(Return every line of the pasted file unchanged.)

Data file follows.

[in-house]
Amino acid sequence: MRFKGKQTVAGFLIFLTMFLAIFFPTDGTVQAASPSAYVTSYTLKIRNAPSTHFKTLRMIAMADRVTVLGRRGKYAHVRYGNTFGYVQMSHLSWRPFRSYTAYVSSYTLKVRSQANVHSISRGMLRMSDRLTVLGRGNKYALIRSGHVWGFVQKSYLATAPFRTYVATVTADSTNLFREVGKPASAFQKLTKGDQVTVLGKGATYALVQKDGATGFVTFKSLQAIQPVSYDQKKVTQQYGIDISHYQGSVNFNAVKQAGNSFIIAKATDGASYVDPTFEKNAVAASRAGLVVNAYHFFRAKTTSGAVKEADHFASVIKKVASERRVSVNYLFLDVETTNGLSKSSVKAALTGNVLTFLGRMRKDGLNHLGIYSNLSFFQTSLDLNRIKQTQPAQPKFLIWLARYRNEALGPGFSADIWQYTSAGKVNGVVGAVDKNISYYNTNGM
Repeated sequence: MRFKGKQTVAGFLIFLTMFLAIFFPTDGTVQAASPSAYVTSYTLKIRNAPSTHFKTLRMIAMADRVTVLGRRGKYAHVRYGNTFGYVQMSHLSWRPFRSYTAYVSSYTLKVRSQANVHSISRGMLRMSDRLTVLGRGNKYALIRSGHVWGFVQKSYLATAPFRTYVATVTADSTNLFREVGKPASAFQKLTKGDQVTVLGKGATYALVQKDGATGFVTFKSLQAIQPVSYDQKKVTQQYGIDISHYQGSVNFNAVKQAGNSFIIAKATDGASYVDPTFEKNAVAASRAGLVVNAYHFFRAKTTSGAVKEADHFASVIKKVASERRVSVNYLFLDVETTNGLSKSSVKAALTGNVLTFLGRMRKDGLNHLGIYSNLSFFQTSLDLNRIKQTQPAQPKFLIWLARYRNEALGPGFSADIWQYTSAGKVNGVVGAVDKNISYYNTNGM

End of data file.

[in-house]
Amino acid sequence: MRFKGKQTVAGFLIFLTMFLAIFFPTDGTVQAASPSAYVTSYTLKIRNAPSTHFKTLRMIAMADRVTVLGRRGKYAHVRYGNTFGYVQMSHLSWRPFRSYTAYVSSYTLKVRSQANVHSISRGMLRMSDRLTVLGRGNKYALIRSGHVWGFVQKSYLATAPFRTYVATVTADSTNLFREVGKPASAFQKLTKGDQVTVLGKGATYALVQKDGATGFVTFKSLQAIQPVSYDQKKVTQQYGIDISHYQGSVNFNAVKQAGNSFIIAKATDGASYVDPTFEKNAVAASRAGLVVNAYHFFRAKTTSGAVKEADHFASVIKKVASERRVSVNYLFLDVETTNGLSKSSVKAALTGNVLTFLGRMRKDGLNHLGIYSNLSFFQTSLDLNRIKQTQPAQPKFLIWLARYRNEALGPGFSADIWQYTSAGKVNGVVGAVDKNISYYNTNGM
Repeated sequence: MRFKGKQTVAGFLIFLTMFLAIFFPTDGTVQAASPSAYVTSYTLKIRNAPSTHFKTLRMIAMADRVTVLGRRGKYAHVRYGNTFGYVQMSHLSWRPFRSYTAYVSSYTLKVRSQANVHSISRGMLRMSDRLTVLGRGNKYALIRSGHVWGFVQKSYLATAPFRTYVATVTADSTNLFREVGKPASAFQKLTKGDQVTVLGKGATYALVQKDGATGFVTFKSLQAIQPVSYDQKKVTQQYGIDISHYQGSVNFNAVKQAGNSFIIAKATDGASYVDPTFEKNAVAASRAGLVVNAYHFFRAKTTSGAVKEADHFASVIKKVASERRVSVNYLFLDVETTNGLSKSSVKAALTGNVLTFLGRMRKDGLNHLGIYSNLSFFQTSLDLNRIKQTQPAQPKFLIWLARYRNEALGPGFSADIWQYTSAGKVNGVVGAVDKNISYYNTNGM